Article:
Selected topics in transport phenomena: deterministic and probabilistic aspects

Spatiotemporal self-organization of fluctuating bacterial colonies

Eric Vanden-Eijnden

New York University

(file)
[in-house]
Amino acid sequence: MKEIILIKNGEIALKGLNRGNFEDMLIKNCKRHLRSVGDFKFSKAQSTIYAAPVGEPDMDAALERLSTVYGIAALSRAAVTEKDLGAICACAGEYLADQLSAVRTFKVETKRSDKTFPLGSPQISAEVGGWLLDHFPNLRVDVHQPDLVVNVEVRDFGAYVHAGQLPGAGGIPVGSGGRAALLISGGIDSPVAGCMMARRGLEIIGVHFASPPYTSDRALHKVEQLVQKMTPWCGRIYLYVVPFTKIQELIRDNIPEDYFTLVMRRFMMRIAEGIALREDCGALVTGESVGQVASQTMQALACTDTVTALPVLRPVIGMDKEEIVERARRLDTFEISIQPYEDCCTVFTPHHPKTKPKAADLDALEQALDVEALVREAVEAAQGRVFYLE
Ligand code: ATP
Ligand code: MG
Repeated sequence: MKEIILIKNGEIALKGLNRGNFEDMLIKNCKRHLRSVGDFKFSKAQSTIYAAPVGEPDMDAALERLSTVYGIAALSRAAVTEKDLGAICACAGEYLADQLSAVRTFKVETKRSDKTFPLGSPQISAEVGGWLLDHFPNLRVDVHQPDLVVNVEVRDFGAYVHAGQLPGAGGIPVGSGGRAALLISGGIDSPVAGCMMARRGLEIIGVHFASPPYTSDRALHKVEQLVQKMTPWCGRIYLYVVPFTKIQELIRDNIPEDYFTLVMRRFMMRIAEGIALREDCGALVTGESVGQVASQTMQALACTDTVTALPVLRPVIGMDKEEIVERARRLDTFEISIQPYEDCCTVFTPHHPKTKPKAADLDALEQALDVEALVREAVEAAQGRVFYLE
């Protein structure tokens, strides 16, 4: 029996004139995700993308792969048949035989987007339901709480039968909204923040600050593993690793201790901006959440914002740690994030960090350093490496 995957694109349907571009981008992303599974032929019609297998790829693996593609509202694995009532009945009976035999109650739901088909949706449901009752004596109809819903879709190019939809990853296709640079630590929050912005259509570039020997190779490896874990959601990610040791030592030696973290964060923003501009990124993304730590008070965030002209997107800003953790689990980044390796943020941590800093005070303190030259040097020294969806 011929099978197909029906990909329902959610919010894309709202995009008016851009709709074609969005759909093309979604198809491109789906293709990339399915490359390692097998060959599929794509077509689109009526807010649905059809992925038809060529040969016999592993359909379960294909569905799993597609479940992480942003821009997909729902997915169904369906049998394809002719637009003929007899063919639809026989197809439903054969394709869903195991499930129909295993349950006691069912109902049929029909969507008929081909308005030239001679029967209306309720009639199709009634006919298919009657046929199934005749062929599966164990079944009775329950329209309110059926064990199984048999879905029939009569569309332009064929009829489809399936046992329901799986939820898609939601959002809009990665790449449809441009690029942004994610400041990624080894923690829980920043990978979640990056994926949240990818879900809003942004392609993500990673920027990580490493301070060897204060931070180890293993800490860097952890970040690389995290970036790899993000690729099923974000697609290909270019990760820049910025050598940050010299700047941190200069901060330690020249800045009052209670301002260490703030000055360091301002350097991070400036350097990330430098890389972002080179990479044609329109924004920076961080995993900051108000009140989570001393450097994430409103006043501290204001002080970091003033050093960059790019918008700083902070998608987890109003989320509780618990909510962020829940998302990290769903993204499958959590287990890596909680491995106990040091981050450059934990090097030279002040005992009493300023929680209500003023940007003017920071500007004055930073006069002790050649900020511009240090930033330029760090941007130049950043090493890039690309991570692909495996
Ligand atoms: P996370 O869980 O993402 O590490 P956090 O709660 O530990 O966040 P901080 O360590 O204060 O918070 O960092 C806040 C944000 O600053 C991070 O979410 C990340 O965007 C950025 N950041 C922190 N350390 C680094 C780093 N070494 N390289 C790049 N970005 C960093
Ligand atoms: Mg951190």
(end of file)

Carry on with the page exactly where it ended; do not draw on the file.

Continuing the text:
Because they are not bound by the standard laws of equilibrium thermodynamics, active materials such as bird flocks, motile bacteria, self-organizing bio-polymers, or man-made self-propelled particles have many more routes towards self-assembly and self-organization than systems whose dynamics satisfy detailed-balance. While much remains to be done to build a statistical mechanics theory of these non-equilibrium systems, some generic principles governing their behavior have started to emerge. Motility-induced phase separation (MIPS) is one example. MIPS arises naturally in systems of self-propelled particles whose locomotive speed decreases strongly at high density, through a feedback in which particles accumulate where they move slowly and vice-versa. In this talk, we build on these results and model an enclosed system of bacteria, whose MIPS is coupled to slow population dynamics. Without noise, the system shows both static phase separation and a limit cycle, in which a rising global population causes a dense bacterial colony to form, which then declines by local cell death, before dispersing to re-initiate the cycle. Adding fluctuations, we find that static colonies are now metastable, moving between spatial locations via rare and strongly nonequilibrium pathways, whereas the limit cycle becomes quasi-periodic such that after each redispersion event the next colony forms in a random location. These results, which resemble some aspects of the biofilm-planktonic life cycle, can be explained by combining tools from large deviation theory with a bifurcation analysis in which the global population density plays the role of control parameter. The analytical and numerical tools presented should also be useful in other non-equilibrium systems in which noise-driven self-organization occurs. This is joint work with Mike Cates and Tobias Grafke.